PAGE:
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NHS reforms under the microscope

20th January 2014
Microscope (Feature)

When Andrew Lansley, previous health secretary, announced the new healthcare reforms 16 months ago they were lambasted by GPs. This included a very public confrontation on an episode of Question Time in 2011, between himself and Dr Phil Hammond.

Has marketisation worked?

According to Dr Hammond, the healthcare reforms have not gone according to plan. Some GP commissioners he has spoken to firmly believe the NHS is not being privatised and point to benefits they have made for patients in their area that have been made possible by the legislative changes. But the majority hold the opinion that the reforms aim to push as many services out for tender as possible.

Confused?

You’re not alone. NHS England has delayed the publication of its 'choice and competition' framework because of a 'paucity of evidence' of the benefit to patients. Even with £9 billion of NHS business now belonging to the private sector, the predicted surge of private takeovers of community services has yet to happen.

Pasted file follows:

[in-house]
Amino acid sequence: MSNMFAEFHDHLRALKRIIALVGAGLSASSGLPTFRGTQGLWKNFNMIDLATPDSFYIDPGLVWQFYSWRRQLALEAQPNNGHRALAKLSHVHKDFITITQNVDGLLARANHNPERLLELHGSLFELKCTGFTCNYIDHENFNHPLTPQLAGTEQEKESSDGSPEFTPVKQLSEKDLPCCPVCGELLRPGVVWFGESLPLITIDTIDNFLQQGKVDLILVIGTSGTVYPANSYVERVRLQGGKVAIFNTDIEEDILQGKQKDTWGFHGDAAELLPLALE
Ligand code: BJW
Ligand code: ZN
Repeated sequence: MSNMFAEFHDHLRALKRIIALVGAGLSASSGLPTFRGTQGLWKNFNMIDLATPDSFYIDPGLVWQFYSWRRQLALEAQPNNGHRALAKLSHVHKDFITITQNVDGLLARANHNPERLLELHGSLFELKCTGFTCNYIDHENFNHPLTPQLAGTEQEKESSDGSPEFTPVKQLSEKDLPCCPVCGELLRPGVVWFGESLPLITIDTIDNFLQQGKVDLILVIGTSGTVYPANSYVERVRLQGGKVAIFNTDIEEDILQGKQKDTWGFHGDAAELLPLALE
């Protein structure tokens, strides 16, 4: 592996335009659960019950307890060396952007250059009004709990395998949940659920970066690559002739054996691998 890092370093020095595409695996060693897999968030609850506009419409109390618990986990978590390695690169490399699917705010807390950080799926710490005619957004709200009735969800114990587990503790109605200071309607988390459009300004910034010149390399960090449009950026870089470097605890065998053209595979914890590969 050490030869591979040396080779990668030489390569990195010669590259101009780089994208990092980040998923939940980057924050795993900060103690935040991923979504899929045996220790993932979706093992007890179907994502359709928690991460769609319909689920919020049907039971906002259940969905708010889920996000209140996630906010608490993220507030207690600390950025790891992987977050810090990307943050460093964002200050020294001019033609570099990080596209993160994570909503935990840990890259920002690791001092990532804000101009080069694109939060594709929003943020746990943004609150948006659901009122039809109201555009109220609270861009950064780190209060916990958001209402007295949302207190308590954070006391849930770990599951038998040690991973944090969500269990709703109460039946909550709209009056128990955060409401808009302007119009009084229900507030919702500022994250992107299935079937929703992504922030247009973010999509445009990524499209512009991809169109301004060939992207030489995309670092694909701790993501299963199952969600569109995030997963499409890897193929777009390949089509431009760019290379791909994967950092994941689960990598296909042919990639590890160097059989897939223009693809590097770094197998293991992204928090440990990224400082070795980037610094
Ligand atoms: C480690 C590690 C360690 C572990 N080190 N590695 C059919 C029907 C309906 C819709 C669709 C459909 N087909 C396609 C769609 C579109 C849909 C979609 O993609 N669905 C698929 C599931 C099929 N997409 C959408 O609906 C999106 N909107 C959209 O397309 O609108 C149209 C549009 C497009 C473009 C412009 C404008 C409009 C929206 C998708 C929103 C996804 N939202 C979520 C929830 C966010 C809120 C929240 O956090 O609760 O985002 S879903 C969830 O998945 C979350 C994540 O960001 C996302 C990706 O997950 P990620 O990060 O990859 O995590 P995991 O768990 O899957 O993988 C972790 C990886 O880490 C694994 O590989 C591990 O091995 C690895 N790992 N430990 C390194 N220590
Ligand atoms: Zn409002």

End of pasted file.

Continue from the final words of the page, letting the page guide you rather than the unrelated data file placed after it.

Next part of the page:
Potential Reasons

This could either be because commissioners are struggling to integrate and collaborate rather than swapping existing NHS providers who are doing a good job; or because the private sector is unable to identify the profit margin in NHS services to satisfy their shareholders.

In the original argument on Question Time, Dr Hammond highlighted the risk that patients who are easiest to cure will be targeted in the competitive market. This will leave those with more expensive treatment needs without funding. Today, he still argues that there is 'no evidence that a competitive market in healthcare will make the service fairer, or better for those who need really complex care'.

Solution

Dr Hammond believes that the best option for NHS services would be to 'integrate primary, secondary and social care into a single organisation'. This will facilitate improved co-operation between services and create a better structural and financial basis for municipal services. 

Conclusion

Can marketisation support the integration of healthcare services? Dr Hammond does not seem to think so, saying it would be 'very difficult to get that level of integration when you splinter it up with competition'.


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